How to Switch Your Pets to a Raw Food Diet
By Charles Hopkins
Published 01/2/2008 | Pets and Animals
Just as it is important to take the proper steps when switching between
commercial pet foods, so should we switch our pets gradually to a raw
General feeding guidelines
Dogs, being on the scavenger/omnivorous end of the carnivore scale,
do very well on a great variety of foods. While it is not necessary,
the addition of some vegetables helps to bring a wider variety of
nutrients to the diet. Wild canids get their vegetables in fermented
(pre-digested) form from the stomachs of their prey. Dogs have a very
limited capacity for digesting raw vegetables. Most raw mixes will
therefore only include blanched, frozen vegetables.
Many dogs have trouble digesting grains. For weight gain, grains
can be utilized if the dog can have them, otherwise, add more fatty
meats like lamb or duck. Old-fashioned rolled oats are a good choice.
Cats, by nature, are "obligate carnivores," meaning they MUST eat
meat, and at least 98% of their diet SHOULD be meat. Yet, read the
ingredient list of commercial cat food, and you'll find grains, fruits,
vegetables, and other non-meat items. Even most of the super premium
brands that tout their "best for the cat" formulations contain fillers,
hard-to-digest foods and downright toxic ingredients.
There seem to be less than a handful of canned foods that actually
meet the obligate carnivore requirement, and NO dry food does. No
wonder so many cats suffer from conditions like irritable bowel disease
(IBD) and obesity and diabetes, to name just a few!
Cats that have been fed commercial diets all their lives are often
turned off by raw because it is so different and doesn't have all those
flavor enhancers and fillers.
If she was eating dry food, it's best to introduce a high quality
canned product first. Once she's used to the canned, start mixing in
raw at the rate of a quarter to a third of the total. After a few days,
increase to half. If she's eating that well, try giving all raw one
meal, and canned the next. If she still refuses the raw, continue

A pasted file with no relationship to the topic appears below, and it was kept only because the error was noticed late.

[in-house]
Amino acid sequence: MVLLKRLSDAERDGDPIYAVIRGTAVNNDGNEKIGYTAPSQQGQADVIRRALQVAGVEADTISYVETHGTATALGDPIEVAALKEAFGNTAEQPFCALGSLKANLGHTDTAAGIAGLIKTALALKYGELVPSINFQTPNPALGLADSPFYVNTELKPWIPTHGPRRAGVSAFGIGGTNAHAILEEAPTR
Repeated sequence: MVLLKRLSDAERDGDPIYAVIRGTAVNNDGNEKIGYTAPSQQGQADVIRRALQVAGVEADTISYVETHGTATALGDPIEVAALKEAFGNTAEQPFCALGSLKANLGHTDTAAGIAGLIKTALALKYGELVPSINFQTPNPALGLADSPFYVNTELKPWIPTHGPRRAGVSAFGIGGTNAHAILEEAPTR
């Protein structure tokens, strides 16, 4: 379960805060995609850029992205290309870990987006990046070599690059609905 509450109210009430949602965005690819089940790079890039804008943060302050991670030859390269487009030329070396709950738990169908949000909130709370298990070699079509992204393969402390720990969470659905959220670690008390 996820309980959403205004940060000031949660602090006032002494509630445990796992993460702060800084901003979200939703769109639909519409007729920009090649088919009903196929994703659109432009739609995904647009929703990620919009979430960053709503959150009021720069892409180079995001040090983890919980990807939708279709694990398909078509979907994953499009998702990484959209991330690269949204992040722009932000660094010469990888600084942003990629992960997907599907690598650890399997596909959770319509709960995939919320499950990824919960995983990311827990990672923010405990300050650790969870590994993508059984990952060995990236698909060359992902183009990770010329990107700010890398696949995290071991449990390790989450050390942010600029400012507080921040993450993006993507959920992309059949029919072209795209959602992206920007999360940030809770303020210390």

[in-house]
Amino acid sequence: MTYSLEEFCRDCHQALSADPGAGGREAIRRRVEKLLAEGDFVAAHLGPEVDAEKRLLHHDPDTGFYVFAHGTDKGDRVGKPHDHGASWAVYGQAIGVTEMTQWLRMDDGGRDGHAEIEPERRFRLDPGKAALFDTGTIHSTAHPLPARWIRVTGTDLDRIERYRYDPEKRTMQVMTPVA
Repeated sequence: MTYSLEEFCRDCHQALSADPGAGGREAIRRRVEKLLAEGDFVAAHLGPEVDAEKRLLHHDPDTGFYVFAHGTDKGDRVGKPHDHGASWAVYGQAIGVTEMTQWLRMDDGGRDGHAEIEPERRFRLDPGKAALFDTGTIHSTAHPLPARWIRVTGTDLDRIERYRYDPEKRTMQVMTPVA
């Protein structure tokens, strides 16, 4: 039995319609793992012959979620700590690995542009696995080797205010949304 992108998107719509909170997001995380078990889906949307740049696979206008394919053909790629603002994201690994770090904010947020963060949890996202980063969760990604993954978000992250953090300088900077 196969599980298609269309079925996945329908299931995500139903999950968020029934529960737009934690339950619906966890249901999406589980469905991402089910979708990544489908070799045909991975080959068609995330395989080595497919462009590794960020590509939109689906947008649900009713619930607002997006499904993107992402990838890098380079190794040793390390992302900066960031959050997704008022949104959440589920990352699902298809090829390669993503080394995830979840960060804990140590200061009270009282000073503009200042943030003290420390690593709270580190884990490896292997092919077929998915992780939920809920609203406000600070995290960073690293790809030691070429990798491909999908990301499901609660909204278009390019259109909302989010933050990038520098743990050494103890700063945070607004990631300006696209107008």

mixing and slowly increasing the raw percentage.
Be patient. It can take weeks before the light finally goes on!
After that, though, you'll be able to introduce a greater variety, and
watch her coat start to shine, her waist become defined, and the
playful kitten return.
Switching to raw food should be accomplished over a one to two week
period. However, don't be surprised if your dog refuses his previous
food after a couple of days, while the cat may take two months or more
before she's completely comfortable with her new diet.
A healthy adult pet with average activity will need about 3% of his
body weight in raw food. This may seem like a lot, but we're talking
70% moisture content. You'll notice a reduction in water consumption
because of the high moisture in raw food.
Day 1-5: feed 75% on the old food in the morning; 25% of the new,
raw in the evening. Never mix raw and kibble! The difference in
digestion time can cause problems.
Day 6-10: feed 50% old food in the morning, 50% raw in the evening.
Day 11-14: 25% old in the a.m., 75% raw at night. At this point,
you can start to introduce raw meaty bones (RMBs). Chicken necks are an
excellent choice. Depending on the size of the dog, knuckle bones
(whole or split) provide excellent chewing time, which keeps their
teeth clean. Raw-fed pets rarely need teeth-cleaning. Initially limit
the bone chewing time to about ten minutes; it takes a while for the
dog's stomach acids to build up sufficiently to digest bones.
Raw-fed pets produce small, firm stools. However, it's not unusual
to see loose, mucus-covered feces after the first few days. This, in
most cases, is due to a detoxification process and should be left to
run its course (no more than a day or two). Discuss more than one or
two incidents of watery diarrhea with your veterinarian.
Some people report excellent results switching their dogs completely to raw after a 24 hour fast.